Is private equity an industry in consolidation?

Woodthorpe: I think somebody described it as an incredibly Darwinian asset class. People who don't do a good job don't raise their next fund and so there will always be some dropping off the pile. That's just the way it works.

Minton: You could say that some managers may go down in size. Some have come from being a three or four or $500 million fund and are now much larger. I think that investors will credibly like you as a manager, but you're much better at expansion capital deals up to two or $300 million than you are at billion-dollar deals.

In the wake of the Spotless takeover, should Australia's takeover laws be changed to make it easier for buyers to approach boards?

Koczkar: There are lots of things that you could change it to make it easy for us to do. But I don't think that's the right balance. On Spotless, the shareholders saw an offer that we put to the company and they were able to accept it. Now was that done in the shortest period of time possible? Clearly not, but it was done in a way that gave everybody a fair say.

Are public company boards sick of private equity approaches?

Minton: To the extent that the private equity industry makes bids and then doesn't stick by those bids because they've not been given the opportunity to do due diligence, well, that's just the business we're in. We do want to do due diligence before we commit our money.

Koczkar: The other thing that gets trotted out by boards and especially in an initial response is how conditional the offer is. The way we source our funding, our fiduciary requirements to our investors means that we do actually have to go and inspect the companies in some detail because we are such an an illiquid asset. You don't have the opportunity to buy shares, change your mind two days later and sell some. We're there for the long haul.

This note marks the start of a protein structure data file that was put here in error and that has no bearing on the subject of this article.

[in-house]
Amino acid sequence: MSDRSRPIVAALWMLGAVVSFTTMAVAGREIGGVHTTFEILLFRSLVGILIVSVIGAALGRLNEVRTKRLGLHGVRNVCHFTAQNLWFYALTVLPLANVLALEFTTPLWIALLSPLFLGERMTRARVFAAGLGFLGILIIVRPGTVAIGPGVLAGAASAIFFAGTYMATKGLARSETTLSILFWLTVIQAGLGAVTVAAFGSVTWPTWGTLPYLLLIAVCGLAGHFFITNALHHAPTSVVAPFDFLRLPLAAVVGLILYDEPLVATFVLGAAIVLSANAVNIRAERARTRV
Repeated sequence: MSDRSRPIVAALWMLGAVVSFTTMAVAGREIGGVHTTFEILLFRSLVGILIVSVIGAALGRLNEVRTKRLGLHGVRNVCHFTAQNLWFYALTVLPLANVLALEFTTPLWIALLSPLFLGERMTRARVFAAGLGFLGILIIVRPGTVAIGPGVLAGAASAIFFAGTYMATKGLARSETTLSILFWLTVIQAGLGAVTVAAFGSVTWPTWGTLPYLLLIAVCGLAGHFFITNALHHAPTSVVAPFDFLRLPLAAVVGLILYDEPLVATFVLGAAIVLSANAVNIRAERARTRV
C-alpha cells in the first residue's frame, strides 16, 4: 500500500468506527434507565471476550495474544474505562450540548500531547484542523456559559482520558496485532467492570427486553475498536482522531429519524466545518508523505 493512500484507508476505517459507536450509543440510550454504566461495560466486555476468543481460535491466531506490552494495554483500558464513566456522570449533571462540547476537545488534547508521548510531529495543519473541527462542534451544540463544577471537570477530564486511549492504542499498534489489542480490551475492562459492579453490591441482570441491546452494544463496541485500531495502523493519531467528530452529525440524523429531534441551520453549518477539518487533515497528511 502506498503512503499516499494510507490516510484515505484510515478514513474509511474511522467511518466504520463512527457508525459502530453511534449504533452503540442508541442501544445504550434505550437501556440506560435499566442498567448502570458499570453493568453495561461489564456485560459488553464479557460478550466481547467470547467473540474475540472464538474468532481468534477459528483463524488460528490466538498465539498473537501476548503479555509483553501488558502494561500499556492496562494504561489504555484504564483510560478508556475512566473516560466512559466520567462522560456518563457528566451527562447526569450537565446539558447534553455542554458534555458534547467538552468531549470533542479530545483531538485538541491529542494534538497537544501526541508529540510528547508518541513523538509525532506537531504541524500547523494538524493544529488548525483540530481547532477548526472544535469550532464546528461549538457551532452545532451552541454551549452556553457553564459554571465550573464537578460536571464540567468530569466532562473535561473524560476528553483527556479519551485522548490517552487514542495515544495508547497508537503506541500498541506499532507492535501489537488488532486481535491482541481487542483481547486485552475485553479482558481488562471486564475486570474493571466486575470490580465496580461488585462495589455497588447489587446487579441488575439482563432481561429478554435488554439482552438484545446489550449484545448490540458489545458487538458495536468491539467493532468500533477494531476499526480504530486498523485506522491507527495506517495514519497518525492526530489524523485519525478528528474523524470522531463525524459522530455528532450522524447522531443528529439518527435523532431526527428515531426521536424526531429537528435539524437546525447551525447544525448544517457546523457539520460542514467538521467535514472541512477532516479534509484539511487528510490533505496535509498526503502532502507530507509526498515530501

Minton: That due diligence process can actually be of real value to the management team in testing their strategy and testing their thesis.

Are there any plans for fundraising?

Koczkar: We've deployed a lot of capital this year. We've still got some to go, but it's a continual conversation with the investors as to when we'll actually come to market. That will happen over the next little while, but I don't expect it to be this year.

Katherine, what is happening in the venture capital industry? Are many deals being done?

Woodthorpe: VC is very busy. There has been lower fundraising in recent years, but there has been fundraising and therefore there has been money deployed. The funds that were raised a while ago have mostly been that the initial investment for new investments has been completed and the funds that they still have available for investment as follow-ons to investees that they already have in their portfolio, but we have three or four new fund managers over the last couple of years with fresh money.

So they're investing that and there's a big IIF round due, it's underway in terms of the process at the moment, but it will be announced potentially and hopefully at the back end of this year or early next year which will deploy a hundred million of government funds which has to be matched by a hundred million of the private funds, so a $200 million injection into the VC industry. So VC is not as strong as it was, but it has by no means disappeared. It is still an incredibly important part of commercialising early stage technologies.

(First published in The Australian Financial Review, Sep 17th 2012)

Writen by Global Administrator, 14/03/2016 News